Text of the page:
Africa and China: Workers face clash of cultures
China's new leadership has made it clear that it is still committed to developing its interests in Africa.
The Chinese ambassador to South Africa has said the relationship "will enter a new stage of development" and China will always be "a good brother of the African people".
China's embrace of Africa in recent years has boosted trade volumes and foreign investment, and provided new infrastructure.
Business links between China and Africa may be cordial and efficient, but it does not mean that friendship and mutual liking necessarily follow in their wake.
There have been anti-Chinese sentiments in Zambia over the treatment of African workers in Chinese-run mines and rising hostility to Chinese immigrants in other African states.
The relationships between Africans and Chinese, either in Africa or China, are full of conflicts and subtleties.
Lebogang Rasethaba is a young South African film producer who took advantage of one of the scholarships China offers to Africans to study in China.
"I don't think there are many scholarships for Africans to go to America or Europe. If you go to China you give yourself a competitive edge over your counterparts," he says.
"There is not much of a cultural dialogue between China and Africa. Only now people are starting to realise that in order to do business with each other we have to get each other at a cultural level," he says, "That is why there is now this need for this cultural conversation."
"I have only ever made films about Africans in China, and the reason I chose to do that was because I thought there are a lot of issues about Africans that were specific to China," he explains.
Having been confronted with the perceptions of South Africa by other nations on the continent, when he would hear comments such as "Hey a beautiful country, but why do you guys hate us?" he felt a need to address those issues, and in particular how Africans relate to each other in China.
Set in China, one of his films tackles xenophobia. It is about an African from an Anglophone background, and another from a Francophone background, who live together in a dormitory. But they can't communicate with each other and xenophobic and cultural intolerances start coming out.
"As a black African male living in such a homogenous society I think your identity is constantly being deconstructed - if you are a black African male you can run fast you can dance well, so there is a lot of exoticism, a lot of ignorance around Africans from a Chinese perspective," he asserts.
He has had to adapt to accomplish things in China.
"The Chinese have a system whereby you need to operate internally. You need to surround yourself with Chinese people whom you can trust who can help you circumnavigate all the red tape," he says.
He has lived in China for five years and a lot of his closest friends are Chinese.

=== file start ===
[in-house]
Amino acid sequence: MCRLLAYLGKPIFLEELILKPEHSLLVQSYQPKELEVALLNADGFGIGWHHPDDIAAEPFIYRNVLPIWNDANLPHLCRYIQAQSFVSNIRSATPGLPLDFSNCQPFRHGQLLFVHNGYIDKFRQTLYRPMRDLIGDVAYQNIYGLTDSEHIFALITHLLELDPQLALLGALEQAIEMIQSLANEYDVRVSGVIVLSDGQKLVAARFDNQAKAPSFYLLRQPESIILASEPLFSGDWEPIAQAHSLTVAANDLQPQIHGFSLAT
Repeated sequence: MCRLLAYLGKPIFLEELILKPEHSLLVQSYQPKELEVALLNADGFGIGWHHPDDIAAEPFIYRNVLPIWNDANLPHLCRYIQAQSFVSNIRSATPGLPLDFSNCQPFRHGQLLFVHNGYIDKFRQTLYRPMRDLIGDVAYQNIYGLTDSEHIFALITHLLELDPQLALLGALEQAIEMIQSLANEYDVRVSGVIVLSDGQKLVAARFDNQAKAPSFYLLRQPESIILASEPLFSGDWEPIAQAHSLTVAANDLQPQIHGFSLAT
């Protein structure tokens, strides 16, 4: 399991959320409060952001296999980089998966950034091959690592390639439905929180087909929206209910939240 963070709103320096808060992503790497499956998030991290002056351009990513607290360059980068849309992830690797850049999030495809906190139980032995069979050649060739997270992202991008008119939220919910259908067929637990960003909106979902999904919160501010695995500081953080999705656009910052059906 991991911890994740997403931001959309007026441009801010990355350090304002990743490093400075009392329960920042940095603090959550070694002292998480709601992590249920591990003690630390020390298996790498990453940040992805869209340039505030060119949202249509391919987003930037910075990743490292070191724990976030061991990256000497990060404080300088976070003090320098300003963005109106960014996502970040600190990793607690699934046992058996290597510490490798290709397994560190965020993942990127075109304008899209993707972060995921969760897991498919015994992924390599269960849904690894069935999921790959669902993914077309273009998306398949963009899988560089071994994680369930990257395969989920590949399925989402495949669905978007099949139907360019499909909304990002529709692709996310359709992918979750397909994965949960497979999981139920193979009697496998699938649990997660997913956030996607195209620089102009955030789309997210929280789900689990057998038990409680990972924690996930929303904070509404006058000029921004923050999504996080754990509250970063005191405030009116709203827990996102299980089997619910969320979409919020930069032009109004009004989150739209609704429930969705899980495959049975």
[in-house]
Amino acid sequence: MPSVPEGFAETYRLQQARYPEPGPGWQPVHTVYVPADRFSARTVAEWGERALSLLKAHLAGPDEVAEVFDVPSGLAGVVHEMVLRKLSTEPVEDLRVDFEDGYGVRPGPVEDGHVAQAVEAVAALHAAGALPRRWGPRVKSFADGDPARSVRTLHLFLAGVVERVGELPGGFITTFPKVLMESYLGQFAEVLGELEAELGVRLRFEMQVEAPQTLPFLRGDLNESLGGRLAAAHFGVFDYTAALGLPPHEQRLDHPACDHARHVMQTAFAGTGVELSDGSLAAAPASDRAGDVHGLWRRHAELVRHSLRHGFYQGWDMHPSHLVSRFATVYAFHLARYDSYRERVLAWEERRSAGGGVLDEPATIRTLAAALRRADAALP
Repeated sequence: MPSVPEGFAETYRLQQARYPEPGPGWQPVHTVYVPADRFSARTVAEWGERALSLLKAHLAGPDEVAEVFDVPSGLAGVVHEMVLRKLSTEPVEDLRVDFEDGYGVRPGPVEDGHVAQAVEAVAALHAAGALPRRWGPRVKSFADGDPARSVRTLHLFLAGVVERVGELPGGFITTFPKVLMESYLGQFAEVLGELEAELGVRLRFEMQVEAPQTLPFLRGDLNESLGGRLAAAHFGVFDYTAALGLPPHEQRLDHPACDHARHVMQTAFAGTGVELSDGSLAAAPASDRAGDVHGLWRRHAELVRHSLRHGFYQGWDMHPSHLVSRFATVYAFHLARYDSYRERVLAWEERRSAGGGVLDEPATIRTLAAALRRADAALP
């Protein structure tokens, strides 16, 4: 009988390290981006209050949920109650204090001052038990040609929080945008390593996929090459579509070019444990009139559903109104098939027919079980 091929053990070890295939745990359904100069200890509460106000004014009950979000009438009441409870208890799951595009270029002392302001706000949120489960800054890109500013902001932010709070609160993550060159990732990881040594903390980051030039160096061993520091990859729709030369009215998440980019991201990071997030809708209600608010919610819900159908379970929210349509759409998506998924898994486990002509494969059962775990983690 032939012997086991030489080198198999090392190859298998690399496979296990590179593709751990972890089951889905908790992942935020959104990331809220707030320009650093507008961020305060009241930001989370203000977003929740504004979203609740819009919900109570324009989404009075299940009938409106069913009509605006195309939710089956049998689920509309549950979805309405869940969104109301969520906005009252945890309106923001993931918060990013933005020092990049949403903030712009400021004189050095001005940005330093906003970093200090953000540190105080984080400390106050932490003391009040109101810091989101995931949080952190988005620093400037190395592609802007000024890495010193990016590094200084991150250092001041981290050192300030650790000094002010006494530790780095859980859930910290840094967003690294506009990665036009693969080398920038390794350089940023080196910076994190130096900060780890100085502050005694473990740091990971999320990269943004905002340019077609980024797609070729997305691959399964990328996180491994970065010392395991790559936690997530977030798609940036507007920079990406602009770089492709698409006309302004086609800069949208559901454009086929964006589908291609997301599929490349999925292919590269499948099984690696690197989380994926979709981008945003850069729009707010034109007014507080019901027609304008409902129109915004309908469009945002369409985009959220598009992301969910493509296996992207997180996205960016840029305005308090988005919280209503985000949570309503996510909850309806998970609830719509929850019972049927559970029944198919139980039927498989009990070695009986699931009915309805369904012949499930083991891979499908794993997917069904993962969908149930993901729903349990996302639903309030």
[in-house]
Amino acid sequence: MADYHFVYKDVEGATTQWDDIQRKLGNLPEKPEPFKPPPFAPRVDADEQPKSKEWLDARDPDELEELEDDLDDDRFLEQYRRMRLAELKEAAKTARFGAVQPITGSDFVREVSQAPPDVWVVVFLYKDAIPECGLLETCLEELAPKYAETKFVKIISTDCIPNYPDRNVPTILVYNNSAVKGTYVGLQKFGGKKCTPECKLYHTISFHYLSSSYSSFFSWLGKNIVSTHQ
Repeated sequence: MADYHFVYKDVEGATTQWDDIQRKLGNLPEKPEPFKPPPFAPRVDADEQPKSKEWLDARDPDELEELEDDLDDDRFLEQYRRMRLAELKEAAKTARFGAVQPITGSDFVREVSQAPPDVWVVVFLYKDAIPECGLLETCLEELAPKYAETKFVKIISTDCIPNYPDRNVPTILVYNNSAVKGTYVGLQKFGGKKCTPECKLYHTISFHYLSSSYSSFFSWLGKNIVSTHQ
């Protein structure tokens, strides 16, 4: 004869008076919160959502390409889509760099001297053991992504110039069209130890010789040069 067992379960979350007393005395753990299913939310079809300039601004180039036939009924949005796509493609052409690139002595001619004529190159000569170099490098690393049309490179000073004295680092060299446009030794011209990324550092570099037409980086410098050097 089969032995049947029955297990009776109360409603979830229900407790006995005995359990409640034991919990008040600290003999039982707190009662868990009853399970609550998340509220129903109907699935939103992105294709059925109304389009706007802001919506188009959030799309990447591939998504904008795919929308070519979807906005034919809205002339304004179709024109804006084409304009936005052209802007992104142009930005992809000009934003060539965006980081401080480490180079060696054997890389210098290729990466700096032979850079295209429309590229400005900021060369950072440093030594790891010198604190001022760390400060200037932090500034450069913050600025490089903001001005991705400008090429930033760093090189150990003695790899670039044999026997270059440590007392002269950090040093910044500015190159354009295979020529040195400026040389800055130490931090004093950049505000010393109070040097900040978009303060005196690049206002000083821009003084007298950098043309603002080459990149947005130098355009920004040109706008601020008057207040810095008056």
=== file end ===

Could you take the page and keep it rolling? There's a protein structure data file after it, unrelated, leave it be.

"Culturally, if you approach business with the Chinese there are a lot of markers you should follow which a lot of foreign businesses don't know," he notes.
"The process of getting a government tender from South Africa, a multi-million rand tender to build a road in South Africa, how they do it in China is 100% different and something that South African businessmen might neglect or overlook.
"The Chinese might look at it in a pretty intense way and a lot of the time there hasn't been that cultural dialogue and it can create an awkward or intense situation where the deal might go sour just because of one little thing," he says.
"The fact that I speak the language helps. If I am sitting in a room with Chinese and South African businessmen, I speak the best English other than the South Africans and the best Chinese other than the Chinese, so I will always be one step ahead," he says.
"But I think I can get a lot by just understanding the cultural nuances from either side," he adds.
There has been an increase in the number of Africans seeking work in China because the borders to Europe and the US are increasingly closed to these kinds of migrants, according to Heidi Haugen, of the University of Oslo.
"They are going to China not knowing very much what the economic or labour market situation is like, hoping perhaps to find jobs at the assembly lines in China which they will not find at home.
"In China it is still cheap to employ Chinese internal migrants for the assembly lines and they will not be able to get work permits," she says.
There seems to be more traffic in the other direction, mostly with Chinese people working for Chinese companies, according to Yoon Park, a research associate at Rhodes University.
"They are not going to Africa for jobs as such. The ones that do end up migrating or staying beyond their contract do so because they see business opportunities to make money. So most of them are going into tiny business operations on their own, and that is one of the areas which is causing so much tension in Africa because you have Chinese people opening up small grocery stores, or selling consumer goods to the lowest end of the market," she explains.
Problems seem inevitable when you might have the political party in power wanting to increase ties with China and bending over backwards to make the Chinese feel welcome, pitted against people working at home affairs, immigration or trade departments, who have very different views.
Ms Park also notes: "Increasingly Chinese migrants, along with migrants from Pakistan, India, and Bangladesh, are being targeted by corrupt officials as well as criminals and thugs who see them as soft targets."
Meanwhile, as money, goods and services flow back and forth at unprecedented levels, a deeper question persists: how well do Chinese and Africans actually know each other?